Red Irish lord and sea raven are both benthic ambush feeders with a relatively low level of activity compared with the pelagic highly active sea bass. In pelagic species, the active muscles need to be supplied with oxygen,and any increase in demand from other vascular circuits such as the gastrointestinal tract must be met either by a redistribution of blood or by an increased cardiac output. The post-prandial increase in gut blood flow of 5.3±0.9ml min-1 kg-1 is paralleled by an increase in cardiac output of 5.4±2.1 ml min-1 kg-1. This increase is largely due to increase in heart rate, as in red Irish lord(Axelsson et al., 2000) and Atlantic cod (Axelsson and Fritsche,1991). This match between the increase in gastrointestinal blood flow and cardiac output is in contrast to the post-prandial increase in splanchnic blood flow in mammals, which involves an additional redistribution of blood from other tissues (Matheson et al., 2000; Vatner et al.,1974).
During mild hypoxia, Q̇ is maintained despite the reduction in fH. This is due to a compensatory increase in VH, similar to what has been reported in rainbow trout (Wood and Shelton,1980) and Atlantic cod(Fritsche and Nilsson, 1989). At a PO2 of 3.9 kPa Q̇ decreases because of a significant bradycardia without inotropic compensation and, at the same time, q̇GI decreases by a relatively greater percentage (61% at 3.9 kPa compared with normoxia). In Atlantic cod, coeliac blood flow decreased by more than 40% and mesenteric flow by more than 60% during hypoxia(Axelsson and Fritsche, 1991). Thus, these results provide ample evidence that hypoxia affects the splanchnic blood flow in sea bass, similar to in other fish species, and that feeding itself also induces an increase in splanchnic blood flow.
Interestingly, and contrary to our initial hypothesis, relative splanchnic blood flow(q̇GI/Q̇)during hypoxia did not decrease after feeding. Indeed q̇GI/Q̇decreased significantly before feeding but not after feeding(Fig. 3), indicating that, even when facing a hypoxic challenge, gut blood flow is maintained at the expense of other systems. Salmonids are able to digest food and swim at the same time,but this occurs at a cost, namely a 10-15% reduction in the maximum prolonged swimming performance (Thorarensen,1994).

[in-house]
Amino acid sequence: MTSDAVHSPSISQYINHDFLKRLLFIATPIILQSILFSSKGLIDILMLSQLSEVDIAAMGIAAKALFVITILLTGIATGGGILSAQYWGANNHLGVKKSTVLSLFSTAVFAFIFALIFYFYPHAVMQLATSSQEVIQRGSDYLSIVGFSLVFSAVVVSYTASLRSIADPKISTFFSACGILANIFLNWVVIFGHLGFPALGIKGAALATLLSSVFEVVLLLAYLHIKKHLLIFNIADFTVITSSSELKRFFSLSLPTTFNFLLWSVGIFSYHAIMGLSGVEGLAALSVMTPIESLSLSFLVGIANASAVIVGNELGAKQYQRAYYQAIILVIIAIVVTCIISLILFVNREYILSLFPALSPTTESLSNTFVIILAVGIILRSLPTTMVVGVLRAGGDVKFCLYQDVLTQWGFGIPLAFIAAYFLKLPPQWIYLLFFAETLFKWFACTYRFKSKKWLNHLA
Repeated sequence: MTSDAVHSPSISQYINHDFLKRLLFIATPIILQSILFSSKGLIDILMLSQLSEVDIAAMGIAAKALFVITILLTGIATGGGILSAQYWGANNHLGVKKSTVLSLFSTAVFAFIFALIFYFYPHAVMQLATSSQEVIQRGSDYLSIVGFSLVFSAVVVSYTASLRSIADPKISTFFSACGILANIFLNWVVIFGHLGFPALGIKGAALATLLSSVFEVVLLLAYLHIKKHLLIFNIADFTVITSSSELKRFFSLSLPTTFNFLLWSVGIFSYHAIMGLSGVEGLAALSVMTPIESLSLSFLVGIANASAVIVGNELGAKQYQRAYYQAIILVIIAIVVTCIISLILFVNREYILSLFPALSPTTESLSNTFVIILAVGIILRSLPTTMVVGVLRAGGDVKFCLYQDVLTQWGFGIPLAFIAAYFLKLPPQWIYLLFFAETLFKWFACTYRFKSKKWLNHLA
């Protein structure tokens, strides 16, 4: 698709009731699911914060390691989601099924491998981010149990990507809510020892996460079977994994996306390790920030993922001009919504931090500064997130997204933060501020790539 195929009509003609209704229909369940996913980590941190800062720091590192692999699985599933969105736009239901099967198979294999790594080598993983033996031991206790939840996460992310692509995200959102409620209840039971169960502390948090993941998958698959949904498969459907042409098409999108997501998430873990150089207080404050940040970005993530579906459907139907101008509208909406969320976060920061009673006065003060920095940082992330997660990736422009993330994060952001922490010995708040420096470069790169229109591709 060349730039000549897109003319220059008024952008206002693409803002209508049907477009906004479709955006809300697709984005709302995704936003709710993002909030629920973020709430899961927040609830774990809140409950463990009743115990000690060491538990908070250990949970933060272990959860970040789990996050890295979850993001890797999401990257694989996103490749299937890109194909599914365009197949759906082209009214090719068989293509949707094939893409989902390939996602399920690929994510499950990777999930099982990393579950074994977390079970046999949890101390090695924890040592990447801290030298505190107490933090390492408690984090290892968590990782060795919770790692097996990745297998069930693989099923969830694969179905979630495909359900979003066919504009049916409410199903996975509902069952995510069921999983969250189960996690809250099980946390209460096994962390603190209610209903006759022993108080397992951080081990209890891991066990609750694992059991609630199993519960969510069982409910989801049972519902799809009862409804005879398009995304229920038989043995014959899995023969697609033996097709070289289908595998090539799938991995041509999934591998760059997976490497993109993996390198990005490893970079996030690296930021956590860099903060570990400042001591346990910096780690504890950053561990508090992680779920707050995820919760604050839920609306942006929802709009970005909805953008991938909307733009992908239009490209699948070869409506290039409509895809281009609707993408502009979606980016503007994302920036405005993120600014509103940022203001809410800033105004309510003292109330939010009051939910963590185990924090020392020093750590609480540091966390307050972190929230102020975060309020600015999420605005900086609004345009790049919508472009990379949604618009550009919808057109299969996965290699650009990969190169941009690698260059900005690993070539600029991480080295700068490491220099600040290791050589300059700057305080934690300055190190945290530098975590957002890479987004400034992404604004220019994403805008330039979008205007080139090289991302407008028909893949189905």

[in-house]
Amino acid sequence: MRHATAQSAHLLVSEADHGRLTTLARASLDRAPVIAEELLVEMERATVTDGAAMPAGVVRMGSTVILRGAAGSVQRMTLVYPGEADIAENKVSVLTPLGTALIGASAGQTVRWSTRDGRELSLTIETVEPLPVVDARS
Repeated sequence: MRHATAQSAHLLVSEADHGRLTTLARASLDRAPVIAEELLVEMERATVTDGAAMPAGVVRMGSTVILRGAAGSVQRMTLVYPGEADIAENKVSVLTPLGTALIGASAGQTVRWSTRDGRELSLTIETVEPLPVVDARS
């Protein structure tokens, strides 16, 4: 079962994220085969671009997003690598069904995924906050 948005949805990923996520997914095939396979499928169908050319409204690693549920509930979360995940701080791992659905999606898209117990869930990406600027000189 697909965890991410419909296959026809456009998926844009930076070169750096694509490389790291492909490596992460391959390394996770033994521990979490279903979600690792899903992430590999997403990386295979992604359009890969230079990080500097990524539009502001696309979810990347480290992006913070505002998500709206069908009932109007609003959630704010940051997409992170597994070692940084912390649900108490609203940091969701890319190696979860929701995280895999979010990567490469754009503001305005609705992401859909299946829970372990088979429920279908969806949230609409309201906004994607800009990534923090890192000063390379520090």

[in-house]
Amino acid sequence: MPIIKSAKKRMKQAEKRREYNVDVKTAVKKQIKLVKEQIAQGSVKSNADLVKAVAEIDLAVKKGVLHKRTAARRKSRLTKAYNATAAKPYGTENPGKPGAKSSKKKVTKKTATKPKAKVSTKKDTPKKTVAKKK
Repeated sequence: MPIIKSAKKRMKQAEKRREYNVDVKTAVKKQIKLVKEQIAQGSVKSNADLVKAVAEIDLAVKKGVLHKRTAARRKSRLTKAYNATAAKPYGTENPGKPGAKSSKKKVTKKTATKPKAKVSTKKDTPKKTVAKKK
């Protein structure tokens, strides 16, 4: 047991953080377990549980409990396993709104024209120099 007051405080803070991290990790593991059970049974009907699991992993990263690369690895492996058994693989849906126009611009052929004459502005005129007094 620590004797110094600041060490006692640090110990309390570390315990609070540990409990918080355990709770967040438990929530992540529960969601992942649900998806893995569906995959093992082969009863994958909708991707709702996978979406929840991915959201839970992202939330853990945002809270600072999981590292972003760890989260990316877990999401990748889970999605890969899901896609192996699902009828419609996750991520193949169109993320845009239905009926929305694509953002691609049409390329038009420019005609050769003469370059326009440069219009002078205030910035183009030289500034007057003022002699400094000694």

Similarly, regional blood flow must be readjusted when oxygen availability is reduced. Atlantic cod are known to regulate food intake during hypoxia. They exhibit a direct relationship between growth rate and oxygen availability, in the absence of changes in food conversion efficiency. Of the reduction in growth, 97% can be accounted for by reduced food consumption(Chabot and Dutil, 1999).
Although behavioural regulation of food intake may occur in sea bass as well, our results suggest that once food has been eaten it is digested and absorbed, even at the expense of a reduced oxygen supply to other organs.
A simple explanation of our results could be that sea bass lack reflex mechanisms to regulate q̇GI. However, we consider this highly unlikely, given that reflex control of the splanchnic circulation does occur in conditions such as fright or exercise (M. A., J. A. and G. C., unpublished data). During fright episodes, the reduction in Q̇ is independent of the reduction in q̇GI, the latter recovering more slowly. This probably indicates an independent reflex vasoconstriction of the splanchnic circulation, as has been shown in other species(Farrell et al., 2001).
An alternative explanation for the post-prandial maintenance of q̇GI/Q̇during hypoxia could be as follows. Preprandial regulation of q̇GI (as occurs during hypoxia or exercise) is largely dependent on reflex vasoconstriction of the gut vasculature. Following feeding, splanchnic blood flow increases as response to the release of local factors such as nitric oxide or adenosine(Matheson et al., 2000). Once this response has started, reflex vasoconstriction may not be as effective in decreasing q̇GI because local hyperaemia outcompetes reflex regulation.
Although this hypothesis is indirectly supported by the present results,further studies are required to investigate the control mechanisms involved. In mammals, it has been shown that the initiation and maintenance of post-prandial hyperaemia is complex and involves gastrointestinal activity,tissue oxygenation levels, the enteric nervous system, gastrointestinal peptides and paracrine substances as well as sympathetic neuronal activity(Chou and Coatney, 1994; Vanner and Surprenant,1996).
We are indebted to Michel Prineau and Marcel Guillaut for their technical assistance in different stages of the experiments. Travelling expenses were covered by IFREMER. The Conseil Régional Poitou-Charentes provided funds for accomodation and experimental costs. J.A. was in receipt of a EU postdoctoral fellowship (TMR Contract no. ERBFMBICT982940) and M.A. is supported by the Swedish Research Council.